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  • Writer's pictureS.J.

'A Sun' Review

Hidden deep down in algorithms you can nowadays find even Oscar submissions from around the world and it’s rather amazing how it’s up to few brave souls, who dare to scour those streaming services, to spread the word about them. Hailing from Taiwan, director/DoP Chung Mong-hong’s A Sun (陽光普照 in Chinese), also written by him with Chang Yao-sheng, is the prime example of that as it managed to go under the radar despite winning all sorts of awards in its home country, screening at TIFF as well as being chosen to represent the country in this year’s Academy Award race. Slowly building notoriety might be even more difficult due to lengthy runtime of two and half hours but the sweet payoff is very much worth the investment, plus gorgeous framing of the camera smooths out some bumps along the way.

The metaphor behind the ’’sun’’ reveals itself later on in the movie but otherwise it takes a look inside a family of four which gets tangled with local crime action; younger son Ho (Wu Chien-ho) gets sent to juvenile detention while his girlfriend Yu (Apple Wu) has become pregnant, Ho’s mom Qin (Samantha Ko) keeps this as a secret before older son Hao (Greg Hsu) tells Ho about it and their father Wen (Chen Yi-wen) practically disowns Ho while focusing more on Hao. All of this is basically just a setup because later everyone goes on their own journey as the family dynamic is breaking down. This is also when you might be waiting for the film to accelerate since it does expand very slowly, however the way that Chung photographs the family’s rupture is breathtaking at times, notably when we follow Hao’s personal journey in the beginning.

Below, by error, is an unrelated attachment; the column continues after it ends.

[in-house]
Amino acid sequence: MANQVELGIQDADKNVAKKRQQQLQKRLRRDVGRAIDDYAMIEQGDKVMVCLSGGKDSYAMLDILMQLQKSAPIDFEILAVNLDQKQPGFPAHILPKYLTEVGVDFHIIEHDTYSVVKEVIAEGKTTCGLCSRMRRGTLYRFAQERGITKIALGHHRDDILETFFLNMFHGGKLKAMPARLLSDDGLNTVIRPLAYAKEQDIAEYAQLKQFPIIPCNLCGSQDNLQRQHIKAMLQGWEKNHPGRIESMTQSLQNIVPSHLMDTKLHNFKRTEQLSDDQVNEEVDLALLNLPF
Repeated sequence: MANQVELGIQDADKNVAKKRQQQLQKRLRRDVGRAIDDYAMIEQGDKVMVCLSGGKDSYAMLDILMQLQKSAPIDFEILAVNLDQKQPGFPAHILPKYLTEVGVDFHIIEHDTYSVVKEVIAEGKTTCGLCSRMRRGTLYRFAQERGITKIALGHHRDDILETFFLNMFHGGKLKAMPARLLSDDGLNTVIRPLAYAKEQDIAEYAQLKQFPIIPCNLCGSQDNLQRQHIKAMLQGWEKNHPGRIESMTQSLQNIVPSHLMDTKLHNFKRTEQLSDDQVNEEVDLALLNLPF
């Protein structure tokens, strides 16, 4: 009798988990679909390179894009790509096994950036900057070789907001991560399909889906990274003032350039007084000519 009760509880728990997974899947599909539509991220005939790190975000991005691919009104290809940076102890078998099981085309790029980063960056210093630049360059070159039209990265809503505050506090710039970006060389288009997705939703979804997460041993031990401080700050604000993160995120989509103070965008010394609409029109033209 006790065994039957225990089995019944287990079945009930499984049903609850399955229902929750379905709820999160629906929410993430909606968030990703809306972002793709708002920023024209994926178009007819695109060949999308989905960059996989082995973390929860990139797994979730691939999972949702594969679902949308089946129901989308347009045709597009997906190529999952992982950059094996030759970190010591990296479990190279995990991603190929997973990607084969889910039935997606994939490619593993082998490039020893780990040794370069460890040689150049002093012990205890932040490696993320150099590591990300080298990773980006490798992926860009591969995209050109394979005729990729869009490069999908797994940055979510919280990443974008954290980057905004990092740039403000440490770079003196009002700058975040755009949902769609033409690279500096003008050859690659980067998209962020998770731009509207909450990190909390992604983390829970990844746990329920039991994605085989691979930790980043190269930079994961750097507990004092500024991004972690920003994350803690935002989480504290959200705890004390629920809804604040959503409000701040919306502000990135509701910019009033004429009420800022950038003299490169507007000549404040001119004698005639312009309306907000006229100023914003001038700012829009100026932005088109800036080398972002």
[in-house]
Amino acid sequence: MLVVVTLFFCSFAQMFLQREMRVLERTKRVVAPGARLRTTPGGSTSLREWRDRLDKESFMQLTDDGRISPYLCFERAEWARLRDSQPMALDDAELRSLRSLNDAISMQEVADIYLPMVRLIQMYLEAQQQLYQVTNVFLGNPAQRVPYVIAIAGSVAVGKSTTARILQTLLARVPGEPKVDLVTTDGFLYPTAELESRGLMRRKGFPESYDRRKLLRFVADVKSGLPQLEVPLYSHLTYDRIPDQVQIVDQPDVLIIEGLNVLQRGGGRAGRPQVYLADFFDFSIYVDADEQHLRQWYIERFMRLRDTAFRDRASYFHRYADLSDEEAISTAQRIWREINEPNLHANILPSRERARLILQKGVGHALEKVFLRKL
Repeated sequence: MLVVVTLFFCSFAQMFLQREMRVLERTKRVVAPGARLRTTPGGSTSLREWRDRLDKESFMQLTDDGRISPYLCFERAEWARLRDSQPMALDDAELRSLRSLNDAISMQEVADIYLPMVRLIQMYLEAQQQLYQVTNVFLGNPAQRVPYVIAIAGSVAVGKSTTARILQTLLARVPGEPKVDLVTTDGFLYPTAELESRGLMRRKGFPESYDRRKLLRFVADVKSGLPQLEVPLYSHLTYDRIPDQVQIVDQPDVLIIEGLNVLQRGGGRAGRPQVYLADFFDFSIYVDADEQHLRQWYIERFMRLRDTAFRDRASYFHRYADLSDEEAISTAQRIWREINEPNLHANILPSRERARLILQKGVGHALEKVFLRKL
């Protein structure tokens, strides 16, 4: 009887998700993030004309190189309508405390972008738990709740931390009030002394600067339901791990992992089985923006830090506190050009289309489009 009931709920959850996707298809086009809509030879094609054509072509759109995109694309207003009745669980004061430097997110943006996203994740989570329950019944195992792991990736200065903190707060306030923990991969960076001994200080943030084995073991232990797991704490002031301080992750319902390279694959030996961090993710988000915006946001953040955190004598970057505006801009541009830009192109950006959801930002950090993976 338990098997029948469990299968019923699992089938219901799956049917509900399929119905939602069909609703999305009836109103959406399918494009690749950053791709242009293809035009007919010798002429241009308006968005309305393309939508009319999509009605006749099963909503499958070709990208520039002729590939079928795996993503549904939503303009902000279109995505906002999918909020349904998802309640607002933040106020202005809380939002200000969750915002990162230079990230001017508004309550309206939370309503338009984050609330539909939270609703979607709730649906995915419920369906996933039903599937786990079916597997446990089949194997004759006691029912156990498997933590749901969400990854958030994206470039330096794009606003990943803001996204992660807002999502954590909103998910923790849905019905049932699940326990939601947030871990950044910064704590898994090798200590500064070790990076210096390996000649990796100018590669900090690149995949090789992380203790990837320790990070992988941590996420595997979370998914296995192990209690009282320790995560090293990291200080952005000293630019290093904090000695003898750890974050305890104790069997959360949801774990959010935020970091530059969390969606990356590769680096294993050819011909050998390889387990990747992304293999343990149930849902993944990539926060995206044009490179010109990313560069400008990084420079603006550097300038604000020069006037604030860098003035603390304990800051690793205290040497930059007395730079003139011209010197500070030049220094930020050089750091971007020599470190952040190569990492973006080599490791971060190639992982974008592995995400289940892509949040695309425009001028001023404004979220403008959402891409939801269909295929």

Even looking back at the movie, you still can’t help but think if it could’ve blossomed into much more with a different structure. There is a lot of potential that is left untapped because the weird switches detach you from characters, mainly Ho and Qin, in crucial moments. Some of that trickles down to the editing too because the transitions are therefore messy and seemingly unorganised. A Sun starts to shine when we really dive into Wen, much thanks to wonderful Chen who masterfully controls every scene with another actor. A later scene between Wen and Ho at a corner shop is a great example because Chen says a million words just between his lines and hits every emotional beat that is needed. The last hour of the film is thankfully astonishing because all of the threads could’ve easily been turned into plastic sentiments about acceptance and sacrifices. Instead everything comes together during one final rainy night, explaining more could possibly spoil it so you just got to take my word for it.

Smileys: Ending, Chen Yi-wen, cinematography

Frowneys: Structure, editing

Radish? More like ra-dish with a hand in it.


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